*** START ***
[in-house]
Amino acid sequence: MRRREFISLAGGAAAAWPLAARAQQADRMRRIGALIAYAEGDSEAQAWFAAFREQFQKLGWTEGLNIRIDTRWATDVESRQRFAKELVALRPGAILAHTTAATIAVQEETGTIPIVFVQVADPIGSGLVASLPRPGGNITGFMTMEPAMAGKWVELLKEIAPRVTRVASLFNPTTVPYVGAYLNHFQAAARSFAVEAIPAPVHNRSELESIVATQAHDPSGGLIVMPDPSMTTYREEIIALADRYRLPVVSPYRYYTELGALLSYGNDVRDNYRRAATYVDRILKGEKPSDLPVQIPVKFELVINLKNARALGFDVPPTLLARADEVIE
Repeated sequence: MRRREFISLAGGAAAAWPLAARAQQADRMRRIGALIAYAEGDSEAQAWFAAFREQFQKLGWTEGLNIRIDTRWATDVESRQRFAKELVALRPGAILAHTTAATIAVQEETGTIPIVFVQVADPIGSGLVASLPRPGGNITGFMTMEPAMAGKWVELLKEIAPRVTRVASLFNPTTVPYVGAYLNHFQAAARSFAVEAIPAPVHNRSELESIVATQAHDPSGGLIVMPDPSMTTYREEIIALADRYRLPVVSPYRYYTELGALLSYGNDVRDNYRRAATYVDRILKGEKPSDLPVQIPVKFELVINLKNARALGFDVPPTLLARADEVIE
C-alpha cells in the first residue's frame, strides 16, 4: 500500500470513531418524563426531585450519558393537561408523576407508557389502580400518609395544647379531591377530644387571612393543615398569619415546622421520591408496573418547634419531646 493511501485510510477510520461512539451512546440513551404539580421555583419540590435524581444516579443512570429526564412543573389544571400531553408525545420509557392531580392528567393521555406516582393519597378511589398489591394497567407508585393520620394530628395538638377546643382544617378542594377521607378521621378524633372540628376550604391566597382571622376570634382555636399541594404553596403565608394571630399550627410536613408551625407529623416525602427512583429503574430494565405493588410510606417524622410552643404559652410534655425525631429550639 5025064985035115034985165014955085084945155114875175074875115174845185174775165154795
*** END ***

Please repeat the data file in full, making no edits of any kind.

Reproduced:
[in-house]
Amino acid sequence: MRRREFISLAGGAAAAWPLAARAQQADRMRRIGALIAYAEGDSEAQAWFAAFREQFQKLGWTEGLNIRIDTRWATDVESRQRFAKELVALRPGAILAHTTAATIAVQEETGTIPIVFVQVADPIGSGLVASLPRPGGNITGFMTMEPAMAGKWVELLKEIAPRVTRVASLFNPTTVPYVGAYLNHFQAAARSFAVEAIPAPVHNRSELESIVATQAHDPSGGLIVMPDPSMTTYREEIIALADRYRLPVVSPYRYYTELGALLSYGNDVRDNYRRAATYVDRILKGEKPSDLPVQIPVKFELVINLKNARALGFDVPPTLLARADEVIE
Repeated sequence: MRRREFISLAGGAAAAWPLAARAQQADRMRRIGALIAYAEGDSEAQAWFAAFREQFQKLGWTEGLNIRIDTRWATDVESRQRFAKELVALRPGAILAHTTAATIAVQEETGTIPIVFVQVADPIGSGLVASLPRPGGNITGFMTMEPAMAGKWVELLKEIAPRVTRVASLFNPTTVPYVGAYLNHFQAAARSFAVEAIPAPVHNRSELESIVATQAHDPSGGLIVMPDPSMTTYREEIIALADRYRLPVVSPYRYYTELGALLSYGNDVRDNYRRAATYVDRILKGEKPSDLPVQIPVKFELVINLKNARALGFDVPPTLLARADEVIE
C-alpha cells in the first residue's frame, strides 16, 4: 500500500470513531418524563426531585450519558393537561408523576407508557389502580400518609395544647379531591377530644387571612393543615398569619415546622421520591408496573418547634419531646 493511501485510510477510520461512539451512546440513551404539580421555583419540590435524581444516579443512570429526564412543573389544571400531553408525545420509557392531580392528567393521555406516582393519597378511589398489591394497567407508585393520620394530628395538638377546643382544617378542594377521607378521621378524633372540628376550604391566597382571622376570634382555636399541594404553596403565608394571630399550627410536613408551625407529623416525602427512583429503574430494565405493588410510606417524622410552643404559652410534655425525631429550639 5025064985035115034985165014955085084945155114875175074875115174845185174775165154795